The Road to Redemption

Friday Fictioneers
Photo credit Ron Pruitt.

The Road to Redemption

The old cowboy boarded the bus, hat in hand, boots freshly polished, his steps hesitant.
“Mind if I sit?” asked the young man in newly pressed black trousers, starched white short-sleeved shirt and black tie.
“You can sit anywhere you like but the only guidance I need at 90 is directions to the toilet.”

Undeterred he asked, “Have you found God, Sir?”
“Probably so, I’ve done my share of kneeling.”
They rode in silence another 100 miles.
Adrift in regrets, the cowboy asked the sleeping missionary, “This God of yours, you reckon he forgives rough necks and love-sick ol’ fools?”

For more flash fiction from the Friday Fictioneers hosted by Rochelle Wiseoff-Fields, author of the lovely novel Please Say Kaddish for Me go here.

41 Comments Add yours

  1. A bus-trip like this sounds like the last chance for the old cowboy… Wonder if it helps?

    Liked by 1 person

    1. I see him traveling towards a woman from his past. I hope there’s still time for them.

      Like

  2. Great bus ride story.
    I’m sure god will forgive the coboy, no problem.

    Liked by 1 person

    1. I think all forgiveness comes from within and maybe this cowboy is ready to forgive himself.

      Like

  3. draliman says:

    It sounds like the cowboy is ready to take the first step to forgiveness on his own. He just needed a little nudge.

    Liked by 1 person

  4. Sandra says:

    A really good story, that left me reeling at the prospect of being trapped next to a happy-clapper for a long bus journey. The most fruitful conversation would be the one where one of us was asleep. Such an original take on the prompt Tracey.

    Liked by 1 person

    1. ceayr says:

      A happy-clapper!
      Love it!

      Liked by 1 person

    2. If my Dad were still alive he would love that phrase. Happy-Clapper ha ha

      Like

  5. ceayr says:

    Great piece of writing, took us into the ol’ fool’s heart.

    Liked by 1 person

    1. I’m a sucker for old fools.

      Like

      1. ceayr says:

        Hey, we’d get on just great…

        Liked by 1 person

  6. gahlearner says:

    This is wonderful. I especially liked, ” the only guidance I need at 90 is directions to the toilet.” It’s moving, and funny, and thought-provoking.

    Liked by 1 person

    1. I’m not sure what else matters at that age.

      Like

  7. Dear Tracey,

    This one left me with warm fuzzies and smiles. Your characterization of the old cowboy was pitch perfect. I could hear and see him. Well done.

    Shalom,

    Rochelle

    Liked by 1 person

    1. Then I think you would have liked my Dad. This was one of his stories. I think he did find redemption but not while traveling with the LDS missionary. He surprised us one day having taken the Greyhound from Montana to Nevada at 90 by himself. He had lots of angels helping him on his journey and I don’t think he really minded the young Mormon’s company. Maybe they both benefitted from the encounter. I do know that my Dad died a Catholic. 😉

      Like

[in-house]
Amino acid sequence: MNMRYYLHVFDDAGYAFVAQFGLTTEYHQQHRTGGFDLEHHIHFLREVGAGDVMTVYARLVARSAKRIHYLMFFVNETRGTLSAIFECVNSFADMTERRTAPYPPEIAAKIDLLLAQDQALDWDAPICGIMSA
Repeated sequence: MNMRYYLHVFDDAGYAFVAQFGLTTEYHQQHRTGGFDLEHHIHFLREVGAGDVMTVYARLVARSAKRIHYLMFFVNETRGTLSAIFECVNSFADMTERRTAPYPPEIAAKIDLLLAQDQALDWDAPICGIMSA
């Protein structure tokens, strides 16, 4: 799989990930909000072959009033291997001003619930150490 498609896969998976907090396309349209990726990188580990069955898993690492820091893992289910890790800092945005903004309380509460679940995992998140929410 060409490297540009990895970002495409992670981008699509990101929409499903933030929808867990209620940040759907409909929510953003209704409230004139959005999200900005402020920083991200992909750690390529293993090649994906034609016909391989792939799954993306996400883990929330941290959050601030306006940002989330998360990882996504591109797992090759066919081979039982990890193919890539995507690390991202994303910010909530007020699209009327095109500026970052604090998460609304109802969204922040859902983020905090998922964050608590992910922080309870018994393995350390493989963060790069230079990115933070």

8. Dale says:

    Yep… I, too, would be worried, sitting to a man of God… lovely story!

    Liked by 1 person

    1. The bus ride alone would have killed me but a missionary – ugh.

      Liked by 1 person

      1. Dale says:

        Especially if he wants to bring you over to the light… 😉

        Liked by 1 person

      2. Ooo, that changes the tone completely. What if this was the cowboy’s last ride as in the last moments of his life and he didn’t reach out to the “Light”? We don’t really know what happens at the end of life. When my Dad was dying at home, he made several references to travel but this story occurred while he was alive but what if ….. This is why I love comments. Seeing your work from someone else’s eyes can take you down a different road. Thanks Dale.

        Liked by 1 person

  9. Oh how delightful!
    Enough said.

    Liked by 1 person

    1. That’s enough for me. Thank you Alicia.

      Liked by 1 person

  10. plaridel says:

    i felt for the the characters. they seemed so real to me. well done.

    Liked by 1 person

    1. That’s because they were real people. This is one of my Dad’s tales that I embellished a little. Thank you.

      Like

      1. That makes the tale even more fun.

        Liked by 1 person

  11. rgayer55 says:

    I reckon He does. Now, if the woman will just forgive him . . .

    Liked by 1 person

    1. I think she probably did. Thank you Russell.

      Like

  12. ansumani says:

    Touching story – The 100 miles must have taken several years back . Good one.

    Liked by 1 person

  13. What a heart-warming story, Tracey!

    janet

    Liked by 1 person

  14. rogershipp says:

    A moment in time ‘needed by both’ ? Only time will tell……

    Liked by 1 person

    1. Perhaps so. People come into our lives for a reason I think.

      Liked by 1 person

  15. Amy Reese says:

    You just never know who you will next to on a long bus ride. Maybe they sat next to each for a reason. Maybe it will be good for both of them. Well done, Tracey.

    Liked by 1 person

    1. Tracey says:

      That’s how I see it too. I think a young missionary could learn a little about real life from an old cowboy. I think there’s more to the story.
      Thanks

      Like

  16. The road to redemption, all right. I hope it exists. Interesting story.

    Liked by 1 person

  17. Jack Flacco says:

    This was so beautiful, Tracey. I’m so happy you shared it with us. 🙂

    Liked by 1 person

  18. I do love a cowboy love story…sigh…

    Liked by 1 person

    1. I definitely think there’s more to this story.

      Liked by 1 person

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